[erlang-questions] Clueless am I

Richard A. O'Keefe ok@REDACTED
Tue Apr 26 07:25:57 CEST 2016

On 26/04/16 7:15 AM, Donald Steven wrote:
> Dear friends,
> Please forgive me for being clueless.  (I'm sure it's because I come 
> to Erlang steeped in C.)
> -module(arraytest).
> -export([main/0]).
> main() ->
>     A1 = array:set(0, nextevent(), array:new(20)),
>     array:set(1, nextevent(), A1),
>     array:set(2, nextevent(), A1),
>     array:set(3, nextevent(), A1),
>     array:set(4, nextevent(), A1),
>     io:format("~nArray: ~p~n", [A1]),
>     io:format("Array size: ~p~n~n", [array:size(A1)]).

Erlang has no mutable data structures.
Once you have given A1 a value, that value can never change.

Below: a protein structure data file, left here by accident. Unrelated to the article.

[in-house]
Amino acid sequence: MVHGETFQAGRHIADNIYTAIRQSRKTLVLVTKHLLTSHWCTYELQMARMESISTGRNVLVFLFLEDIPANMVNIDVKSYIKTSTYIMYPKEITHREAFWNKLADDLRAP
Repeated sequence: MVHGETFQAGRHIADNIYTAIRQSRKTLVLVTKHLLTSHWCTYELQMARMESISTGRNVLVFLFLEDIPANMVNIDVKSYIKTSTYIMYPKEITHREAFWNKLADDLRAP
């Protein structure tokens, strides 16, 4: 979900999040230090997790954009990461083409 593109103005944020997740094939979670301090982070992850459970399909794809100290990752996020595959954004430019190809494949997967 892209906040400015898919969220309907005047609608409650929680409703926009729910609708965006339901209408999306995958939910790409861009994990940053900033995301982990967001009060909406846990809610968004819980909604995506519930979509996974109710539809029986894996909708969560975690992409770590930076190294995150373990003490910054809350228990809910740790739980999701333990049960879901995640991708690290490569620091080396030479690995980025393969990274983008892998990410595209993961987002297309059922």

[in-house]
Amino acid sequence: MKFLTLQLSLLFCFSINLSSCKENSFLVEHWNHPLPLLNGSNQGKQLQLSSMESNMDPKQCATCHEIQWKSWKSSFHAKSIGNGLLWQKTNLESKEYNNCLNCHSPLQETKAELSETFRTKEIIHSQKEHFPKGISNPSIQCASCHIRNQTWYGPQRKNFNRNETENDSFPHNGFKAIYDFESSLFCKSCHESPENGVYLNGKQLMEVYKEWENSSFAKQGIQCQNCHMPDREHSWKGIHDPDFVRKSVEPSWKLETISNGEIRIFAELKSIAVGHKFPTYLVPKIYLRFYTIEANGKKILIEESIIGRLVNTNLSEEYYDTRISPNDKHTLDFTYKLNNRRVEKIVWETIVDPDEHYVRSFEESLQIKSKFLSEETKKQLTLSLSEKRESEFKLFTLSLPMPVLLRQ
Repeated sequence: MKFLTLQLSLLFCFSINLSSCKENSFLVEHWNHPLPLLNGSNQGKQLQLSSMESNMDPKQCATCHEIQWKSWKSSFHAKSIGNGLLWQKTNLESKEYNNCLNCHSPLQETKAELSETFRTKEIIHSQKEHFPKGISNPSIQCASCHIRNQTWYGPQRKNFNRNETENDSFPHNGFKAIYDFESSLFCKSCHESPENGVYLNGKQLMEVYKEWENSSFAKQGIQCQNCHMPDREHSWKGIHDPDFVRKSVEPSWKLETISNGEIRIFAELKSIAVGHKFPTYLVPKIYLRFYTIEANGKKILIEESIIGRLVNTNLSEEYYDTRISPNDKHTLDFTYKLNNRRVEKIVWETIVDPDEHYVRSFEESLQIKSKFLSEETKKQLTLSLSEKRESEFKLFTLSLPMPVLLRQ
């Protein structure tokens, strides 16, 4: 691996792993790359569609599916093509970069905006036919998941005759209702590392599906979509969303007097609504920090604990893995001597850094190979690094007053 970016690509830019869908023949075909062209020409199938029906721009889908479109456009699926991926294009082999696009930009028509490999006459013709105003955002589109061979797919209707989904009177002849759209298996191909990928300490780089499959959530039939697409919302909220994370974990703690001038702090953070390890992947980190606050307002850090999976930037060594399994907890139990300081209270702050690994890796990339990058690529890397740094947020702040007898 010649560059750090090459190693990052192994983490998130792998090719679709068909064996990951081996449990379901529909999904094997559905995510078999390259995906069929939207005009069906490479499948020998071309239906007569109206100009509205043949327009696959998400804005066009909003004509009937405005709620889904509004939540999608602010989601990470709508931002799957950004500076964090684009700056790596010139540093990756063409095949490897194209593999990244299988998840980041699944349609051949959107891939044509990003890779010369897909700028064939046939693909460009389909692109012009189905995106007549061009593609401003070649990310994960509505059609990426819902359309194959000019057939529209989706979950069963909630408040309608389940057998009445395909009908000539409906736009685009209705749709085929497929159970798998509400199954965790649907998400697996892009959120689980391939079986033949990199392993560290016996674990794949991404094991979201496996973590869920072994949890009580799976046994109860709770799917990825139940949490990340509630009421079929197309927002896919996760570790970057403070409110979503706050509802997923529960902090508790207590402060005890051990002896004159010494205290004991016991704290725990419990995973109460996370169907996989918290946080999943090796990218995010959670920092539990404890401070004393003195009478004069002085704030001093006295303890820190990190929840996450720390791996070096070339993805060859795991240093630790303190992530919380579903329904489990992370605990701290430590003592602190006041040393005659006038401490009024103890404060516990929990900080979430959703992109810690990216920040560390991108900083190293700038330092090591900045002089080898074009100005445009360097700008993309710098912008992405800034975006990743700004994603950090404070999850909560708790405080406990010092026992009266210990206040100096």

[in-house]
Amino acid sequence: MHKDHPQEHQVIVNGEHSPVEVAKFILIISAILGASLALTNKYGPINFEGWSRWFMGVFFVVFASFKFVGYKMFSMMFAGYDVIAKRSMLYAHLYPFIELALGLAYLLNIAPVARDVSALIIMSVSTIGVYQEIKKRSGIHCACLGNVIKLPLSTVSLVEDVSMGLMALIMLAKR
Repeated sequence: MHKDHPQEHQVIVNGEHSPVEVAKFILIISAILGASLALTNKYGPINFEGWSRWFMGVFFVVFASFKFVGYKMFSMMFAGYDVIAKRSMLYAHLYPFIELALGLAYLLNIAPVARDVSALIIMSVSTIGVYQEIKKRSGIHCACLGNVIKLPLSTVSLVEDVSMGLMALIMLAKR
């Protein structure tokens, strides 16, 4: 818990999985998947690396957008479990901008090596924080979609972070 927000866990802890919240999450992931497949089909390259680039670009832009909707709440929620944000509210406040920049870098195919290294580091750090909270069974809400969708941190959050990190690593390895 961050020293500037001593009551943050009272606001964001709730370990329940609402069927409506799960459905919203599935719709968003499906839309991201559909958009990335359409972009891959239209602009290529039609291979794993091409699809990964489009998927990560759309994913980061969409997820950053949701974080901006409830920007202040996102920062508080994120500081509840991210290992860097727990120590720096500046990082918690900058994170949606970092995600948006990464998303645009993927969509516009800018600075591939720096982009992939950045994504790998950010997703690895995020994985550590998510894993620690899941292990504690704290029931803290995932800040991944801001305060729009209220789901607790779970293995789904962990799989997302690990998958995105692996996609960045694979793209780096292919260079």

When you call array:set(1, nextevent(), A1),
you pass three immutable values.
array:set/3 responds by creating and returning a NEW value,
which typically reuses bits of its inputs (without changing them
in any way).  So

main() ->
     A0 = array:new(20),
     A1 = array:set(0, nextevent(), A0),
     A2 = array:set(1, nextevent(), A1),
     A3 = array:set(2, nextevent(), A2),
     A4 = array:set(3, nextevent(), A3),
     A5 = array:set(4, nextevent(), A4),
     io:format("Array: ~p~n", [A5]),
     io:format("Array size: ~p~n", [array:size(A5)]).

This is absolutely basic to Erlang, and is one of the reasons why Erlang
is one of the very few languages in which exception handling is worth
anything: no matter what went wrong, your data structures CANNOT have
been corrupted.

Of course you don't want to write a whole list of updates like that,
which is why you would write

     A5 = lists:foldl(fun (N, A) -> array:set(N, nextevent(), A end,
                array:new(20), lists:seq(0, 4))

producing the output


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